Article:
Facing declining membership and the threat of foreclosure, Skyline Country Club recently turned to homeowners in the surrounding gated community — Skyline Country Club Estates — to save the private club, according to documents provided to the Arizona Daily Star.
The country club defaulted on its $3.5 million loan with Northern Trust bank last year, after losing more than one-quarter of its members since 2006, the documents show. The club has hired a third-party manager, Arnold Palmer Golf Management, to turn things around.
But the management company required the financial support of homeowners in the gated community as a precondition of its contract. Last year, club leaders organized a series of town-hall meetings, and a door-to-door and email information campaign, to persuade homeowners — whether they are country club members or not — to help them pay for the contract. An estimated 45 percent of homeowners are club members.
In December, homeowners approved the proposal to raise homeowners association annual fees for the next 25 years and to use the revenue to hire Arnold Palmer Golf Management.
“We wanted to bring in world-class management,” said country club board member and Estates homeowner Joan Sweeney. “A country club is a very complicated business. You have a golf course, you have fitness, you have dining — there are so many moving parts. It’s very, very difficult for clubs to be self-managed in this modern world.”
A separate voluntary fundraising campaign raised enough money to reach a settlement agreement with Northern Trust. The settlement was finalized Feb. 14, Sweeney said. She declined to provide details on the settlement amount.
Country club general manager Lonnie Lister declined to comment on the situation and referred all questions to Sweeney. Lister has been general manager since late 2012.
Skyline Country Club likely would have been foreclosed on without the approval of the proposal to increase homeowners association fees, according to emails from supporters of the proposal.
The emails and a September 2013 PowerPoint presentation — provided anonymously to the Arizona Daily Star — warned homeowners that Estates property values would take a big hit if the country club closed.
The PowerPoint warns of possible outcomes for homeowners: “Chain link fence around clubhouse, golf course goes fallow, property values of homes drop.”
About 80 percent of homeowners voted on the proposal, and 86 percent of those voted in favor, said Pam Bass, immediate past president of the Skyline Country Club Estates homeowners association.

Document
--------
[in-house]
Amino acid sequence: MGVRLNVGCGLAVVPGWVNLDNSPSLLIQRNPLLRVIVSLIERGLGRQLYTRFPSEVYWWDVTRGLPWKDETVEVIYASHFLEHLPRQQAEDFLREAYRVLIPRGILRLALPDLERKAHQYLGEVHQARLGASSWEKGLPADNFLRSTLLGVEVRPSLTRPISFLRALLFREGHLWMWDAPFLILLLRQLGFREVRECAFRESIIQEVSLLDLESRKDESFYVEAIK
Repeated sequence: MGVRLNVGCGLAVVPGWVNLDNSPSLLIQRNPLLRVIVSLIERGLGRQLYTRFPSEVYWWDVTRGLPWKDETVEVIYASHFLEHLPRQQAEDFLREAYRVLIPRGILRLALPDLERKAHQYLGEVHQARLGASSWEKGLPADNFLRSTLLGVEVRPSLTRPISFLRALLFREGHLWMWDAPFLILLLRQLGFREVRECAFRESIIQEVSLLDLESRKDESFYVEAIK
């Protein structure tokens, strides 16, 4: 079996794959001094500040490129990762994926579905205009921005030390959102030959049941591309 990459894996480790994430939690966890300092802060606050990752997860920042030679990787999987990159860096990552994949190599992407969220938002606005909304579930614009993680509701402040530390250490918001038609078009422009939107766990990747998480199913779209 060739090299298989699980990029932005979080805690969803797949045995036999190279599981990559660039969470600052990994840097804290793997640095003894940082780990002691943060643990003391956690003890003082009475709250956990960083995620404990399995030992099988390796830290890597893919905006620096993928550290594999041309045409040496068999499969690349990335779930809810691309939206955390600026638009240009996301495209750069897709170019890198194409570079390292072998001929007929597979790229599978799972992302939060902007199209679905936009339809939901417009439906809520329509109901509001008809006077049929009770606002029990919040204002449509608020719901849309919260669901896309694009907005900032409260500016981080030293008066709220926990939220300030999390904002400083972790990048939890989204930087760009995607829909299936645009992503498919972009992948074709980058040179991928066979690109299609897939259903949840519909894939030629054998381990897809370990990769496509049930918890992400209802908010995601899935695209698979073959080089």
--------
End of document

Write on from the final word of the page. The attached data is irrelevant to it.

In exchange for the higher fees, homeowners who aren’t country club members get access to some of the country club’s perks, like monthly dinners and — after two years — one day a month of free tennis. After three years, residents get one free round of golf each month.
Still, some residents had misgivings.
“It does appear to be a little unfair,” said country club member and homeowner Ralph Richard, 83, who has lived in Skyline Country Club Estates for 10 years. Richard, who voted against the proposal, said he understands the concerns of nonmembers who feel like they’re being asked to bail out a private club.
“There’s a significant number of people out there that are not members of the club, and they’re really not interested in the involvement it takes to get the club back upright again,” he said. Richard said he also wasn’t clear on how Arnold Palmer plans to fix the country club.
But longtime resident and club member Robert Morken said the proposal benefits both members and homeowners.
“Most people that live here realize the importance of having a healthy golf club, if you’re in a community that’s focused on golf and called Skyline Country Club” Estates, he said.
Skyline Country Club’s financial problems were related to the economic recession, Sweeney said. Around 2007, the club refinanced its debt with Northern Trust and then went on to expand its banquet facilities, renovate and update its fitness facilities and make other improvements, she said. When the recession hit, membership began to decline, cutting into revenues, she said.
Skyline Country Club had 575 members in early 2013, compared with 787 in 2006, according to the PowerPoint, which was shown to more than 200 Skyline Country Club Estates homeowners during a town-hall meeting.
Costly golf memberships are down from 462 in 2006 to 290 in 2013.
Country club leaders declined to provide the latest membership or revenue figures, or comment on the figures in the PowerPoint.
Club revenues have steadily declined from $6.6 million in 2006 to $5.4 million in 2012, and the country club has been operating at a loss since 2007, the PowerPoint said.